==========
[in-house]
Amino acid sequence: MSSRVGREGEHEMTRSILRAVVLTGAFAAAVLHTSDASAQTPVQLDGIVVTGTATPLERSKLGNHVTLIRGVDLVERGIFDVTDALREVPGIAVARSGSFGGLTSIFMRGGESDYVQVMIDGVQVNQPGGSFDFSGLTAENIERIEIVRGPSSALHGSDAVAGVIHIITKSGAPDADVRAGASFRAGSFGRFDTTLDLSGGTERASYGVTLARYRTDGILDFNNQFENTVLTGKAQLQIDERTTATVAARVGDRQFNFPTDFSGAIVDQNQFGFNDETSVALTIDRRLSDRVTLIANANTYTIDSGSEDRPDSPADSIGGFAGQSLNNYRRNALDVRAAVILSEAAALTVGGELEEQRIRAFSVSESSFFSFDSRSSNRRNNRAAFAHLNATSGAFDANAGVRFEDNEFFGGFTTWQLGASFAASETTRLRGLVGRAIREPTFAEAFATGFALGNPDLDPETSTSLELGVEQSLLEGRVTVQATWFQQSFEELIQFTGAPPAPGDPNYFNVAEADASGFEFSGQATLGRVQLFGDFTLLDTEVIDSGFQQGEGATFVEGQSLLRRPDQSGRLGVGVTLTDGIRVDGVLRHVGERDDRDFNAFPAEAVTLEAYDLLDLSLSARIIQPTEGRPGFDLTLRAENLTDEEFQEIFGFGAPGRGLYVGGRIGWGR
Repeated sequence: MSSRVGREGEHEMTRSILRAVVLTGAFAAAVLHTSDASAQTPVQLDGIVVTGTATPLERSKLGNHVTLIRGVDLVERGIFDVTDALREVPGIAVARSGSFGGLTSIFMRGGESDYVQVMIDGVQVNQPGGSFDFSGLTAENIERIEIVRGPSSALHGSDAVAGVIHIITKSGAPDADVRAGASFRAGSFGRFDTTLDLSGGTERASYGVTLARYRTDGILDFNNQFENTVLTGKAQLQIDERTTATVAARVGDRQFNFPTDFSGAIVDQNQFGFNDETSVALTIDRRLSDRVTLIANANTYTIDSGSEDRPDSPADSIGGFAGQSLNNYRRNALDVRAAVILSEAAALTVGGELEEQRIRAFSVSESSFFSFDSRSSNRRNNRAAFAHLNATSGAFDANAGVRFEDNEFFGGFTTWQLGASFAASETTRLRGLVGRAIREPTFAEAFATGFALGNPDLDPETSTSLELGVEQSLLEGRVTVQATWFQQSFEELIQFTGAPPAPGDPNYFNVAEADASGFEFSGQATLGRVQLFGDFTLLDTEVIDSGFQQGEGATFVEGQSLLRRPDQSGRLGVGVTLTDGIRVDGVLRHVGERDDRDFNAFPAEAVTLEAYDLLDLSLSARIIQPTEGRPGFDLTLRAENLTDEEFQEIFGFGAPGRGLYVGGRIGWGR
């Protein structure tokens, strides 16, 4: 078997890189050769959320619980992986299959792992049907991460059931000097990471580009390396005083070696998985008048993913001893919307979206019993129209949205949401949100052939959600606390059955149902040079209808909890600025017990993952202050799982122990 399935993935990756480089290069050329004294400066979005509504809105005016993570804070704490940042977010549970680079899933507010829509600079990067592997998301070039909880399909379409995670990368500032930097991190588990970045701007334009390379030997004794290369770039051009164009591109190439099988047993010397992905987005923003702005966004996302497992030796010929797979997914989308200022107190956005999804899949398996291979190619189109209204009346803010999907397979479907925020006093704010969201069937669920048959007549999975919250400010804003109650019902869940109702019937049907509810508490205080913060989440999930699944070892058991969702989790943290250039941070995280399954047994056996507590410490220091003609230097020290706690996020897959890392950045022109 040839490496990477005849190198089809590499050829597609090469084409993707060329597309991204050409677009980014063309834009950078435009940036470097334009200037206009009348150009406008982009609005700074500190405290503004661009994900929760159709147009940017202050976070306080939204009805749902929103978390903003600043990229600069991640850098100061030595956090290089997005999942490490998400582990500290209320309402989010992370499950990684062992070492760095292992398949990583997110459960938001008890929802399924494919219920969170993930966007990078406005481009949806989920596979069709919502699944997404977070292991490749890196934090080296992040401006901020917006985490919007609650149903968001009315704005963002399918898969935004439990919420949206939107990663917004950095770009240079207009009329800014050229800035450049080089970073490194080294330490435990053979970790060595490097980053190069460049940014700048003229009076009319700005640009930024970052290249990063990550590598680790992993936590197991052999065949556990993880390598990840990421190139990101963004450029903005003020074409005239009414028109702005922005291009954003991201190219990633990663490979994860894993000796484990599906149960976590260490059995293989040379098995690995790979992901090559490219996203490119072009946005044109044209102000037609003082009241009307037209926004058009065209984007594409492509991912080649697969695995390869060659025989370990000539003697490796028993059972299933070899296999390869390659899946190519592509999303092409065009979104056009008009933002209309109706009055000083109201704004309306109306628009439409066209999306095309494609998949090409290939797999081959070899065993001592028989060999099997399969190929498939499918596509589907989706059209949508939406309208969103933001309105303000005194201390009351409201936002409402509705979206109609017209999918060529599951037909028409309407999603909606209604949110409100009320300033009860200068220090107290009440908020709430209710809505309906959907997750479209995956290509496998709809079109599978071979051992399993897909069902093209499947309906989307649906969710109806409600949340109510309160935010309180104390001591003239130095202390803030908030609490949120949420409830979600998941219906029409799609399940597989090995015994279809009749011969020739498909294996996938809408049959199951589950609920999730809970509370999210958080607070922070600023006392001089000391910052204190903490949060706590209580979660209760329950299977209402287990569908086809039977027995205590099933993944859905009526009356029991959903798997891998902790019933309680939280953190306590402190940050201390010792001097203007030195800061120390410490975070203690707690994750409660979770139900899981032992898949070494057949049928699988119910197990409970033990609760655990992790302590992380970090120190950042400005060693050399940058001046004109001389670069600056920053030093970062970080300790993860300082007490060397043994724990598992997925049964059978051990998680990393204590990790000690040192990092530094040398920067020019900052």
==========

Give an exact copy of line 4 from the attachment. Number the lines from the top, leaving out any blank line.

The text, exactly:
């Protein structure tokens, strides 16, 4: 078997890189050769959320619980992986299959792992049907991460059931000097990471580009390396005083070696998985008048993913001893919307979206019993129209949205949401949100052939959600606390059955149902040079209808909890600025017990993952202050799982122990 399935993935990756480089290069050329004294400066979005509504809105005016993570804070704490940042977010549970680079899933507010829509600079990067592997998301070039909880399909379409995670990368500032930097991190588990970045701007334009390379030997004794290369770039051009164009591109190439099988047993010397992905987005923003702005966004996302497992030796010929797979997914989308200022107190956005999804899949398996291979190619189109209204009346803010999907397979479907925020006093704010969201069937669920048959007549999975919250400010804003109650019902869940109702019937049907509810508490205080913060989440999930699944070892058991969702989790943290250039941070995280399954047994056996507590410490220091003609230097020290706690996020897959890392950045022109 040839490496990477005849190198089809590499050829597609090469084409993707060329597309991204050409677009980014063309834009950078435009940036470097334009200037206009009348150009406008982009609005700074500190405290503004661009994900929760159709147009940017202050976070306080939204009805749902929103978390903003600043990229600069991640850098100061030595956090290089997005999942490490998400582990500290209320309402989010992370499950990684062992070492760095292992398949990583997110459960938001008890929802399924494919219920969170993930966007990078406005481009949806989920596979069709919502699944997404977070292991490749890196934090080296992040401006901020917006985490919007609650149903968001009315704005963002399918898969935004439990919420949206939107990663917004950095770009240079207009009329800014050229800035450049080089970073490194080294330490435990053979970790060595490097980053190069460049940014700048003229009076009319700005640009930024970052290249990063990550590598680790992993936590197991052999065949556990993880390598990840990421190139990101963004450029903005003020074409005239009414028109702005922005291009954003991201190219990633990663490979994860894993000796484990599906149960976590260490059995293989040379098995690995790979992901090559490219996203490119072009946005044109044209102000037609003082009241009307037209926004058009065209984007594409492509991912080649697969695995390869060659025989370990000539003697490796028993059972299933070899296999390869390659899946190519592509999303092409065009979104056009008009933002209309109706009055000083109201704004309306109306628009439409066209999306095309494609998949090409290939797999081959070899065993001592028989060999099997399969190929498939499918596509589907989706059209949508939406309208969103933001309105303000005194201390009351409201936002409402509705979206109609017209999918060529599951037909028409309407999603909606209604949110409100009320300033009860200068220090107290009440908020709430209710809505309906959907997750479209995956290509496998709809079109599978071979051992399993897909069902093209499947309906989307649906969710109806409600949340109510309160935010309180104390001591003239130095202390803030908030609490949120949420409830979600998941219906029409799609399940597989090995015994279809009749011969020739498909294996996938809408049959199951589950609920999730809970509370999210958080607070922070600023006392001089000391910052204190903490949060706590209580979660209760329950299977209402287990569908086809039977027995205590099933993944859905009526009356029991959903798997891998902790019933309680939280953190306590402190940050201390010792001097203007030195800061120390410490975070203690707690994750409660979770139900899981032992898949070494057949049928699988119910197990409970033990609760655990992790302590992380970090120190950042400005060693050399940058001046004109001389670069600056920053030093970062970080300790993860300082007490060397043994724990598992997925049964059978051990998680990393204590990790000690040192990092530094040398920067020019900052």